Keep Marijuana Illegal - for Teens

By Clark, Thomas W. | The Humanist, May-June 1997 | Go to article overview

Keep Marijuana Illegal - for Teens


Clark, Thomas W., The Humanist


Many adults, especially if they hold public office, profess to be alarmed at the increasing prevalence of marijuana use among teenagers. Teens, on the other hand, don't seem particularly worried. The rise in the number of adolescent marijuana users over the last four years has been accompanied by a decline in the risk they perceive of smoking it occasionally. Indeed, some researchers hypothesize that prevafence has increased precisely because the perception of risk has lessened

Compared to marijuana, the use of harder drugs--such as cocaine and heroin--has risen much more slowly over the same period and now seems to be leveling off. Perhaps teens recognize what the National Institute on Drug Abuse has been at pains recently to deny: that there are valid distinctions between soft and hard drugs in addictiveness and potential for harm, and that such distinctions can inform one's choice of psychoactive substance. Marijuana is perceived by many, mostly older, adolescents as no more harmful than alcohol or tobacco and far less risky to use occasionally than crack or heroin.

Teens, in short, are not stupid, and in this case their perceptions are pretty much on the mark. Although certainly not risk free (no psychoactive substances are), marijuana compares favorably with alcohol and tobacco with regard to health hazards and potential for abuse. Consequently, the attempt to tar it with the same brush as cocaine and heroin simply backfires, undercutting the credibility of both the NIDA and beleaguered parents who are asked to instill fear of the "evil weed" into their increasingly skeptical children.

Much is made of pot being a gateway drug that leads to further experimentation and addiction, but as even the NIDA admits, most casual marijuana smokers don't progress to other drugs or become addicts. Except for powerfully and instantaneously reinforcing drugs like crack, heroin, and methamphetamine, it's not the particular substance one encounters that usually leads to addiction. Rather, it's a combination of risk factors--a difficult family situation, peer pressure, poor social adjustment, and being idle after school hours--which makes teenage abuse and dependence likely. If marijuana is a gateway to hard drugs at all, it is most likely due to its illicit status: the purveyors of pot can put your adolescent in touch with the local crack connection.

None of this is to deny that using marijuana has its risks and long-term effects, and its use by developing adolescents should therefore be discouraged and remain illegal. As the disastrous health consequences of cigarette smoking make clear, the psychoactive ingredient of marijuana--delta-9-tetrabydrocannabinol (THC)--would best be ingested without inhaling the carcinogenic byproducts of a burning plant. (Marijuana is actually worse than tobacco in that respect.) While not nearly as devastating as chronic alcoholism, the regular and prolonged use of THC may compromise shortterm memory and perhaps other cognitive functions, and preliminary research, although by no means definitive, has also implicated THC as an immune system suppressor. Even though non smoked THC is approved for medicinal purposes, and thus has been found safe and effective for some applications, its recreational use (as for alcohol and nicotine) should remain occasional and restricted to those over the age of twenty-one. Pregnant women should avoid it, and the penalties that now apply to drunk driving should also apply to those who drive under the influence of THC.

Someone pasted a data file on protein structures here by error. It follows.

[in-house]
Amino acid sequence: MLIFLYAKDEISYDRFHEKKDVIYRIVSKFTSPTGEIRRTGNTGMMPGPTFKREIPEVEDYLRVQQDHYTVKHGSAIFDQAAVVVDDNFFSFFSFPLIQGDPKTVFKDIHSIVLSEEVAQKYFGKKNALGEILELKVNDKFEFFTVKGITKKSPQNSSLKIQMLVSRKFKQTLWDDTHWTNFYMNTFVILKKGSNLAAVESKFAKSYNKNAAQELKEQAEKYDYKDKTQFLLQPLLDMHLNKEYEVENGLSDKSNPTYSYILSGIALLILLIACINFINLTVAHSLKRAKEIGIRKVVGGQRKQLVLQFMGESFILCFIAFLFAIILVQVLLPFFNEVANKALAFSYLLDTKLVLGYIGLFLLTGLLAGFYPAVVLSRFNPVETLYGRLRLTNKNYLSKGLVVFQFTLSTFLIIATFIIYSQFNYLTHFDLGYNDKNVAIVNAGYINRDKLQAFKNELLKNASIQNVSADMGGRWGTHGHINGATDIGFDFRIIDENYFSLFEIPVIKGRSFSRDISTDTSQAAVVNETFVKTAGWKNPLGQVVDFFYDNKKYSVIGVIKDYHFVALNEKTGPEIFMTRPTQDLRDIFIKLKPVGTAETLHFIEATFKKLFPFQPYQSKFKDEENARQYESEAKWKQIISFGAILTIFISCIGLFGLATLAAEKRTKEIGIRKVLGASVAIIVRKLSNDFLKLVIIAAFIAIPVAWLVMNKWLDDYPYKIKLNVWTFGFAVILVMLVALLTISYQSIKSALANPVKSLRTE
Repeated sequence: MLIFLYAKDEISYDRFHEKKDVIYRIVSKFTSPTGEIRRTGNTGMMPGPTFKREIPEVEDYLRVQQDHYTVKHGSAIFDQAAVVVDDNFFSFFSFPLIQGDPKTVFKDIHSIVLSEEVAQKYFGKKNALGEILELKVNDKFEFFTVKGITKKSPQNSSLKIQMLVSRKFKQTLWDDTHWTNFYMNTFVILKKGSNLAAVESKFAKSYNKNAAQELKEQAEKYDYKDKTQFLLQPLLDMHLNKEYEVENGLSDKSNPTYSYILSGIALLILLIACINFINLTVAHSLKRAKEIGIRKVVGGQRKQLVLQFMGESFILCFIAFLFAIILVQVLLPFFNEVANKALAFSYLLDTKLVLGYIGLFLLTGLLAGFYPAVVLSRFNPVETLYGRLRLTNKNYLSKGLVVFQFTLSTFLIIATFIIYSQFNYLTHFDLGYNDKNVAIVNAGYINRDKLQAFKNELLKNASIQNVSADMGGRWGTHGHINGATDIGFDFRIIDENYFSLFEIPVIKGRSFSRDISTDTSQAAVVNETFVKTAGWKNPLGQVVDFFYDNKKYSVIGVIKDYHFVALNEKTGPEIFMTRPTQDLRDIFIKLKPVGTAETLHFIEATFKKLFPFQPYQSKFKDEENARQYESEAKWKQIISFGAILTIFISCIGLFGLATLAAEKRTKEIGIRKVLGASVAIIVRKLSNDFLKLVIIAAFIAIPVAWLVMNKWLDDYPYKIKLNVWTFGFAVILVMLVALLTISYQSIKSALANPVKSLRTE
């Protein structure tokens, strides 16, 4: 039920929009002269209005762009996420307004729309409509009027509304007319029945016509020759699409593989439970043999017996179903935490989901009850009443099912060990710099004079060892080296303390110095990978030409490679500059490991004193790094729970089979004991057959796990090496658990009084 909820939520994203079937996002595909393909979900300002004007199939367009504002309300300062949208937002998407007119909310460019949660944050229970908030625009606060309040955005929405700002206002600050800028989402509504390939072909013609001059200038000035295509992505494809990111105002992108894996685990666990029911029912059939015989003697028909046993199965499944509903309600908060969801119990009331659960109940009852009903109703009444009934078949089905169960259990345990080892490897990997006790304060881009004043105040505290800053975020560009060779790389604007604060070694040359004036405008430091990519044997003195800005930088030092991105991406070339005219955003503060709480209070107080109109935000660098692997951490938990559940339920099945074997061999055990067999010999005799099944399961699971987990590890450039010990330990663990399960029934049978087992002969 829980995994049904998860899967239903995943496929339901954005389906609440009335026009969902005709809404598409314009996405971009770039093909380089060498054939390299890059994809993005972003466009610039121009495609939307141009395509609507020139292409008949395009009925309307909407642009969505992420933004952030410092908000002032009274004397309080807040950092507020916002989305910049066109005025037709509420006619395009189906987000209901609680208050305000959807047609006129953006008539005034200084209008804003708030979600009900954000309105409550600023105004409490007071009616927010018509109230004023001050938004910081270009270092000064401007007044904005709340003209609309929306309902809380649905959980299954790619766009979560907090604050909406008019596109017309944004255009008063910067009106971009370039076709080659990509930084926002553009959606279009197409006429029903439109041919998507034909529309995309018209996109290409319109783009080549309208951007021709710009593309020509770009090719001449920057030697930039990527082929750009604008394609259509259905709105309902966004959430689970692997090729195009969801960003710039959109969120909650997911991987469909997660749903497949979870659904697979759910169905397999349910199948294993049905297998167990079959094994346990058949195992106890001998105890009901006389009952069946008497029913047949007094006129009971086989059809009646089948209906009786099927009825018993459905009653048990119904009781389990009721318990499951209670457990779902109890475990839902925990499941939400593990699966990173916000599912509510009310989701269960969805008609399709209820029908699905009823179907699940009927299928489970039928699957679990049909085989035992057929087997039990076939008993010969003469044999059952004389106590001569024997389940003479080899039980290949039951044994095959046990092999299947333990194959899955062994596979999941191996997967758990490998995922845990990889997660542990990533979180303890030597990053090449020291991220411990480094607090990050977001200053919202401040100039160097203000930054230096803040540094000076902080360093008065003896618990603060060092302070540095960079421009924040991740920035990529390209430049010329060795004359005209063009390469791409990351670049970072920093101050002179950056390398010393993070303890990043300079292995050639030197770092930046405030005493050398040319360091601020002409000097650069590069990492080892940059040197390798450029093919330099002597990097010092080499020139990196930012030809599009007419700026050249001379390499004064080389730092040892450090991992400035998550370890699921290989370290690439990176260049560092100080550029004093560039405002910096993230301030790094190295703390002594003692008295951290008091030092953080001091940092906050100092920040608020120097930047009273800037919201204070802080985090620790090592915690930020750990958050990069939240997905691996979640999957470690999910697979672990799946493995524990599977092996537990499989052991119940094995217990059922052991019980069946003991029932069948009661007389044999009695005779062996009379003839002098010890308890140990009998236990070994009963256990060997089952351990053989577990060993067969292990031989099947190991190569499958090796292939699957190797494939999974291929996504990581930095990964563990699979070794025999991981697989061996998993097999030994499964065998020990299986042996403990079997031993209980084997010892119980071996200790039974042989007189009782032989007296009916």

Despite its bad official press, marijuana actually ranks lowest in addictive potential of all commonly used sub stances even below caffeine, according to two independent ratings by the NIDA and the University of California. This means that its increased availability following decriminalization for adults would not result, as some fear, in an epidemic of cannabis abuse. Nevertheless, the dangers of dependence should be stressed in health classes, as part of a curriculum that prepares adolescents for making responsible choices about whether and how to use mood altering substances when they come of age. …

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